The popular biographer Walter Issacson recently penned an op-ed for the Wall Street Journal in which he muses on “what could be lost as Einstein’s papers go online.” The essay was sparked by the recent digital publication of the first thirteen volumes of Einstein’s papers by a consortium of institutions that includes Princeton, Caltech, and Hebrew University. Issacson uses this development to explore the nature of online archives more broadly, weighing the potential benefits and consequences of opening primary source documents to what he describes as “the wisdom of the crowd.” There is a tension underlying these thoughts, and as the essay title suggests, Issacson seems fairly preoccupied with what could be lost as the archives go online:

My initial joy about the project was tempered, however, by a pinch of sadness. I realized that most future Einstein researchers would no longer have to make the journey to the cozy house on the edge of the Caltech campus where the scholars of the Einstein Papers Project were eager to embrace their rare visitors and ply them with guidance, insights and tea. They wouldn’t likely spend delightful days there—as I did for my biography of Einstein—with the science historian Diana Kormos-Buchwald and her colleagues as they debated such issues as how to explain what Einstein meant when he referred to quanta as “spatial” or his fellow Jews as Stammesgenossen (tribal comrades).

The next generation of scholars will also lose the tingling inspiration of seeing original documents. I remember how much closer I felt to Benjamin Franklin —suddenly, he seemed like a real person—when, at his archives in Yale’s Sterling Library, I first touched a letter that he had written, marveling that this piece of paper had actually once been in his hands. I even made a pilgrimage to the Hebrew University of Jerusalem, which Einstein helped to found and where most of his original documents reside, so that I could draw inspiration. What sublime experiences will researchers miss if they simply view the documents online? What will be lost if the archives, with their passionate staffs, morph into unvisited repositories?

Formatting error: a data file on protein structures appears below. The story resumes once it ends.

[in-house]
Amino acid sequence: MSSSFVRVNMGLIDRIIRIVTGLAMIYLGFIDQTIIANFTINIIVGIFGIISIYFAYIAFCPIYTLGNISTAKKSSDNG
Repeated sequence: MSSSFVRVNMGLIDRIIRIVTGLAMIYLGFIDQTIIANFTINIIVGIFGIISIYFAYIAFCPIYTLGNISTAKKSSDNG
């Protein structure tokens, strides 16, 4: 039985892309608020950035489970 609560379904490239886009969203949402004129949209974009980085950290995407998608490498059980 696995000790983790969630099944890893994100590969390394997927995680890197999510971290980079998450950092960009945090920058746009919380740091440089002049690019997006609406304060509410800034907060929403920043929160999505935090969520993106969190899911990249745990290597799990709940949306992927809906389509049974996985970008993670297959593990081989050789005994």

Issacson, however, does express some excitement about the power of computing to help us ask new questions about these documents:

My brooding soon gave way to marveling about the benefits that will come when millions of curious people, with new technologies in hand, get to dive into the papers of historical figures. While I was doing research years ago for my biography of Franklin, the Packard Humanities Institute in Los Altos, Calif., was at work on a digital collection of his papers. After a lot of begging, I wheedled a beta version of the CD-ROMs. They let me search all of Franklin’s papers for specific concepts . . . with the new digital version of Einstein, I have been looking at the 237 times he talked about Palestine—and imagining what a smart researcher could do by tracing the evolution of the 6,720 times he used the phrase “light quanta.”